During one of my recent bouts of insomnia (and by recent, I mean last night, obviously) I found myself watching a series of programmes about diaries on BBC4.
The first was about a hoax set of Hitler Diaries, the second a dinner with Michael Portillo about political diaries, and the third an investigation into diaries hosted by Richard E. Grant, himself a published diarist.
The first thing I found myself thinking (after the obligatory: “There’s no way I’m sitting through anything hosted by Portillo!” despite the fact I then did) was that BBC4 is actually really very good; I think I may have been short-changing it by considering it solely as a vehicle for giving me access to (the excellent) Charlie Brooker.
I find the concept of a diary incredibly interesting, keeping a written record of events and your thoughts and feelings lends a kind of permanence to the past which I often find slips through my fingers. I envy the people who have the time and patience to do it every day. I have a few volumes lying about with the occasional entries, often spaced apart by months; delving back into them is fascinating, and reveals often how little I’ve changed, in spite of how I may have thought I’ve grown or changed as a person.
The real vexing question at the heart of a diary is the purpose of keeping one; are they a private record, full of intimate thoughts, actions, feelings? Are they intended for publication uncensored, or do we censor ourselves to tailor to our eventual audience (even if that audience is only ourselves)? Are they an inherently self-indulgent exercise in the ego, or something our family and friends can use to remember us when we’re gone? Is a diary a record of the complete person, or just who they are in their most private moments?
Then just when that was hard enough, today we have the blog, Facebook, and Twitter. We can share our thoughts and feelings far and wide, if we like, and if anyone will listen. I know I’ve personally struggled with trying to find a soundbite to describe why I find a medium like Twitter valuable; there’s a lot of people out there who think it’s all about what was had for breakfast, or the like.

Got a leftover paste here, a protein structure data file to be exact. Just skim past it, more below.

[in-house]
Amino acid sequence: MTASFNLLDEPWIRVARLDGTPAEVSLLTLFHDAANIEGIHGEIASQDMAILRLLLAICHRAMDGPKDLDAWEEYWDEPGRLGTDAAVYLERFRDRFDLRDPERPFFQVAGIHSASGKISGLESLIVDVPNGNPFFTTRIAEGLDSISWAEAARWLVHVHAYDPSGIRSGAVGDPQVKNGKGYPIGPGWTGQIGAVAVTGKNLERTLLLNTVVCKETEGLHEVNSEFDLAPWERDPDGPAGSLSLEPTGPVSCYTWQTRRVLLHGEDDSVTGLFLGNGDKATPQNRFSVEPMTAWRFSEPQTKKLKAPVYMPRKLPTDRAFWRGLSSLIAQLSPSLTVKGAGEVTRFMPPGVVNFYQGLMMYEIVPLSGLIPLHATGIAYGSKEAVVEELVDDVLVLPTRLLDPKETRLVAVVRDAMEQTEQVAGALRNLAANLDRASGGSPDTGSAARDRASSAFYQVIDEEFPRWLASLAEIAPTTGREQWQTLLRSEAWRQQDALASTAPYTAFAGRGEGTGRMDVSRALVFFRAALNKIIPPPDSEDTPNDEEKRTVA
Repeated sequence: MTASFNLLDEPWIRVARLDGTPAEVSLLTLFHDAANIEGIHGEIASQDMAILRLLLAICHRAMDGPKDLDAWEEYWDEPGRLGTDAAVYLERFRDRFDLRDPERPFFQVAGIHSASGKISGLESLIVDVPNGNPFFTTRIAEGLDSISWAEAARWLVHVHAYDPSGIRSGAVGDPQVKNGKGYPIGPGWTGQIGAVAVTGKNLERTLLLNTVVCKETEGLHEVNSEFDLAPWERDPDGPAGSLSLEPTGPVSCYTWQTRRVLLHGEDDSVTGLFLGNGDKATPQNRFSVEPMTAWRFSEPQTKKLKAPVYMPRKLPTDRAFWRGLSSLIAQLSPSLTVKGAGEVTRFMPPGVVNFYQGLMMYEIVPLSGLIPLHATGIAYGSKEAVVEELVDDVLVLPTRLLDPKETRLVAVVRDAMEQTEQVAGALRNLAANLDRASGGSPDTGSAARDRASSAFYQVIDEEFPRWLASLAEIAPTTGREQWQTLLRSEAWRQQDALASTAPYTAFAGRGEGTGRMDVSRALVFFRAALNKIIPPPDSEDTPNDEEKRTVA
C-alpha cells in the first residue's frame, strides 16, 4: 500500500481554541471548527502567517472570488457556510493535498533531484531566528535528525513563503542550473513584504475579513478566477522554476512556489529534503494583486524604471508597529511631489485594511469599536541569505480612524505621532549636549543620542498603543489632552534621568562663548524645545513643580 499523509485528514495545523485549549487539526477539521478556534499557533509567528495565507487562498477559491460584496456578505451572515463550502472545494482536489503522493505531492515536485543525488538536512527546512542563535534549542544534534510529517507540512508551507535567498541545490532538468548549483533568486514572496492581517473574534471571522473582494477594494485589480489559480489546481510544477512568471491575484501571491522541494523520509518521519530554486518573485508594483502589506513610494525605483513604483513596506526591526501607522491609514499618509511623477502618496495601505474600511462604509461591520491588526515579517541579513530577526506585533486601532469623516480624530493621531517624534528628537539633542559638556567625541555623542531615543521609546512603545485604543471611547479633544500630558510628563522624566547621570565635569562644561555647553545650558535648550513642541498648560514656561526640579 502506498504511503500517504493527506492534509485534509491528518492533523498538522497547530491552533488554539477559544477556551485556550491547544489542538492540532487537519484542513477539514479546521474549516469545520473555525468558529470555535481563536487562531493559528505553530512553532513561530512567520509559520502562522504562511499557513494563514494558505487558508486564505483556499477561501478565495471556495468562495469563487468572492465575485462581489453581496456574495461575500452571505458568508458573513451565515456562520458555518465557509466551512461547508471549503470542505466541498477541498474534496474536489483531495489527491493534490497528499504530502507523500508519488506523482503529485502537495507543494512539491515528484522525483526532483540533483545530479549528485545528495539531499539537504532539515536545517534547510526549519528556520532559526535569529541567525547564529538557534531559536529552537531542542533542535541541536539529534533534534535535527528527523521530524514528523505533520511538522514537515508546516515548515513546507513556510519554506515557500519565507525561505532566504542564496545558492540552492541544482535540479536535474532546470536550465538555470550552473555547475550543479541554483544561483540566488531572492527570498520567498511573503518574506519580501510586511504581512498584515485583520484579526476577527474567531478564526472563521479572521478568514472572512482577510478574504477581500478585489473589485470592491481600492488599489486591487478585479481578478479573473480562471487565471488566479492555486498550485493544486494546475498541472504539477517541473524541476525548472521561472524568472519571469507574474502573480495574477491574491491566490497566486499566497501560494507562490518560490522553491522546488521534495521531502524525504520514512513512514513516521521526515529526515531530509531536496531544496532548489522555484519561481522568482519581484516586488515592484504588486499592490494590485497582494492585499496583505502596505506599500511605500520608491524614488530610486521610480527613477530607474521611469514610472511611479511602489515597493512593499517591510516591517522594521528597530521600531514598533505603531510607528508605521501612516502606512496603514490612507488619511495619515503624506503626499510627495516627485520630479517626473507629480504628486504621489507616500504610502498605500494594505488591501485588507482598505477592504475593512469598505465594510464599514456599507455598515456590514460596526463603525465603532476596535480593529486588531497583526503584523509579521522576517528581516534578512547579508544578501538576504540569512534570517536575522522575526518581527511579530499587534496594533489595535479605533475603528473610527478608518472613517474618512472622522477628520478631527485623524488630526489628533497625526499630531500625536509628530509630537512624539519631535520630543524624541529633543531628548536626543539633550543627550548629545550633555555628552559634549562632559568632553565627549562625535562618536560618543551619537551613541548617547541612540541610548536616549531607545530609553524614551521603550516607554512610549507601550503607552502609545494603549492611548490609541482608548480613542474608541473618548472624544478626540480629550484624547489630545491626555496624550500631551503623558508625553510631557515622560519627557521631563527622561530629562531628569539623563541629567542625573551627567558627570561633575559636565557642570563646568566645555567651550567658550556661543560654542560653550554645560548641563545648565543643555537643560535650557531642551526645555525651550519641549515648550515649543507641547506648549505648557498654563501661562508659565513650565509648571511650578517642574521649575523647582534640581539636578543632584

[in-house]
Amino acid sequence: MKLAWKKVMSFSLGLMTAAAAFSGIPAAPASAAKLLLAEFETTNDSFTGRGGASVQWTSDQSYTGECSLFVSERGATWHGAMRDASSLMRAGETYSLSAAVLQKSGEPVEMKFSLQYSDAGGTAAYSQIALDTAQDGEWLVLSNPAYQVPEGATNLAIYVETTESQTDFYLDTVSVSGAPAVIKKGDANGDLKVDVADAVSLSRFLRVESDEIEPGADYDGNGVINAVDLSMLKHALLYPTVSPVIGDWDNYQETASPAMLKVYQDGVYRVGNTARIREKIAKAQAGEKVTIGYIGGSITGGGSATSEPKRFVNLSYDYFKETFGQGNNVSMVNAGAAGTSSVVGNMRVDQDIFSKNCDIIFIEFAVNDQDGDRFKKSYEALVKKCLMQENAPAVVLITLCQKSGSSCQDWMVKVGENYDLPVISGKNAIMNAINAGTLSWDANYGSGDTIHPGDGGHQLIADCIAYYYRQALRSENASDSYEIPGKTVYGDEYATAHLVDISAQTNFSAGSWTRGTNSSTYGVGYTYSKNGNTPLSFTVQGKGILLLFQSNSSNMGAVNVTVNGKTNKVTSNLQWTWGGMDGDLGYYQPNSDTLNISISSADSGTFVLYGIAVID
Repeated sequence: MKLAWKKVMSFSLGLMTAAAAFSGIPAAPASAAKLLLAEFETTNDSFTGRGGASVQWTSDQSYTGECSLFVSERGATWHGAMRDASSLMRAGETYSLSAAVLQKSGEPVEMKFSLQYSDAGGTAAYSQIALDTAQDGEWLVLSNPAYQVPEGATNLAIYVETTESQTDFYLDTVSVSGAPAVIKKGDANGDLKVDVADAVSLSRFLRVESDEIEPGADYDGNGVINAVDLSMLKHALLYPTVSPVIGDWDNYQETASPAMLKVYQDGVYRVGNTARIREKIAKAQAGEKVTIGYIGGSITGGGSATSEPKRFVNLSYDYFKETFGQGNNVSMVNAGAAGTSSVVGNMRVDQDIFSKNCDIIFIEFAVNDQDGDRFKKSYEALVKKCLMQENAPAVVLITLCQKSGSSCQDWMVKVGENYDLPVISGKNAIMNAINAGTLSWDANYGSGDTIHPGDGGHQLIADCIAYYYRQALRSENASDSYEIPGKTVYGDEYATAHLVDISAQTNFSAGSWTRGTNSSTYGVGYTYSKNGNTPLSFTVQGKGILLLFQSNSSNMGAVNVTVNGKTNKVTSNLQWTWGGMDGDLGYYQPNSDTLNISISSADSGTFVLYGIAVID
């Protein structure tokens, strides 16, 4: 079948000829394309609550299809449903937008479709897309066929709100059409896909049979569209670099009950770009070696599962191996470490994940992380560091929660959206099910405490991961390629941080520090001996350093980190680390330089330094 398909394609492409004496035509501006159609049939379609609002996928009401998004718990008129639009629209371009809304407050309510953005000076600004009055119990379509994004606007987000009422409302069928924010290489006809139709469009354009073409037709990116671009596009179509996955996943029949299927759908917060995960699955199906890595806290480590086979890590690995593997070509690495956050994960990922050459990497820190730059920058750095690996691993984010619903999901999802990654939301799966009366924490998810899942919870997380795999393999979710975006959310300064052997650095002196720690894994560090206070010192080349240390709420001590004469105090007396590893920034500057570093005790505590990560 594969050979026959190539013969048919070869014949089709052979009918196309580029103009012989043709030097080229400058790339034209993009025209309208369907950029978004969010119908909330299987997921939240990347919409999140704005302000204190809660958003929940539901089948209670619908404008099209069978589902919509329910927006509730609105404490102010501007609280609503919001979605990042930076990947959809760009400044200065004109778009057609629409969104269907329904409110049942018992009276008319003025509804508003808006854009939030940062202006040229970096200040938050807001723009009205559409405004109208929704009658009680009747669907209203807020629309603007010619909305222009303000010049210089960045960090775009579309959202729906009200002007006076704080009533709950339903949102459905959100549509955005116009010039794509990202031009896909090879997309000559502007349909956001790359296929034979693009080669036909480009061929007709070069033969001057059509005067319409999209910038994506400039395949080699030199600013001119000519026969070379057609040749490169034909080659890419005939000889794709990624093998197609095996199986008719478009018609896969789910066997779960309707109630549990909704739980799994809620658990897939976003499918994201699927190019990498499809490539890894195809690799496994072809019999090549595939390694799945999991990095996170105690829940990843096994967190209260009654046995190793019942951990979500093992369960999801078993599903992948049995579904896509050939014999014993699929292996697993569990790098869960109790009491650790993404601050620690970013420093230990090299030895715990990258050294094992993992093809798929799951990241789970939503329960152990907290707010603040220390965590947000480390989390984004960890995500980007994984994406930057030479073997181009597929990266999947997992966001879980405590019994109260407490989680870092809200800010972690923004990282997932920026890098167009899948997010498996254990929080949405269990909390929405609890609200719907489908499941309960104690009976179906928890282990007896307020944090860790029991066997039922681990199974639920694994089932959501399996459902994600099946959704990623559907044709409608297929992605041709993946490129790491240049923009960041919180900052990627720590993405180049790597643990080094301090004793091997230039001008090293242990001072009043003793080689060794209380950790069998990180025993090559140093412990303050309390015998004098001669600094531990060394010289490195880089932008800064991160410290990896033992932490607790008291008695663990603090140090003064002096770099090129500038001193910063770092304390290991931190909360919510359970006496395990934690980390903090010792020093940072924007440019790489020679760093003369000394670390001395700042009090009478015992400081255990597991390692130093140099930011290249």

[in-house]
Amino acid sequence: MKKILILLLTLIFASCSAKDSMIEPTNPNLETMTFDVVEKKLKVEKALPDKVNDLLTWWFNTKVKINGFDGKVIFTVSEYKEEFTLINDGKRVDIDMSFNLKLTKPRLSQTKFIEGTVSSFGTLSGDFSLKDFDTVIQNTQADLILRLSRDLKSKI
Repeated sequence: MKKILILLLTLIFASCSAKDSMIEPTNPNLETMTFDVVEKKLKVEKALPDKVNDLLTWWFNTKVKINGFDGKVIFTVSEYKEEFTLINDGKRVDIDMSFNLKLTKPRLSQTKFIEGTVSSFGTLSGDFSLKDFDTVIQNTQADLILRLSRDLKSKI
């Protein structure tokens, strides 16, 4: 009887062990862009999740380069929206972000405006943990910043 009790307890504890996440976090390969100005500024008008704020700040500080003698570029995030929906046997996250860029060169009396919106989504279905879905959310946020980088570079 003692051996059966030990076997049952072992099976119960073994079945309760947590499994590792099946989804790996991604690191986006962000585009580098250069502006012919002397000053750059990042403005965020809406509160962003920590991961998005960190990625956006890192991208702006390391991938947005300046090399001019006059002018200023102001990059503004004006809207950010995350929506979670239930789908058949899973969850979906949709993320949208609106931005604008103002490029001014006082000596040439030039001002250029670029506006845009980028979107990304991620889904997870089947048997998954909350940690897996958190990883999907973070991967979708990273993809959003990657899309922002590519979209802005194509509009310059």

That’s the heart of my vexation: why the heck am I writing, and what about? What’s my manifesto? I realise that I have some unspoken parameters into which I confine myself. One of the guests at Portillo’s dinner was the former MP Oona King, who wrote in her published diaries about her feelings around being unable to conceive a child; I couldn’t possibly share that kind of emotion in anything public, at least not without being terribly oblique about the whole business.
I’ve certainly noticed that my output here has mostly become articles about my opinions and thoughts on politics, book reviews (incidentally, there’s probably a summary of my thoughts on Neil Gaiman’s The Sandman coming up) and a very factual account of (selected) events in my life, with precious little analysis of what I actually feel about these things. I just don’t think that’s in my manifesto, the face I present to the world. I suppose for that kind of emotional catharsis I’ll just have to start writing a diary.
If you want me, I’ll be in the corner with a note-book and a pen with green ink.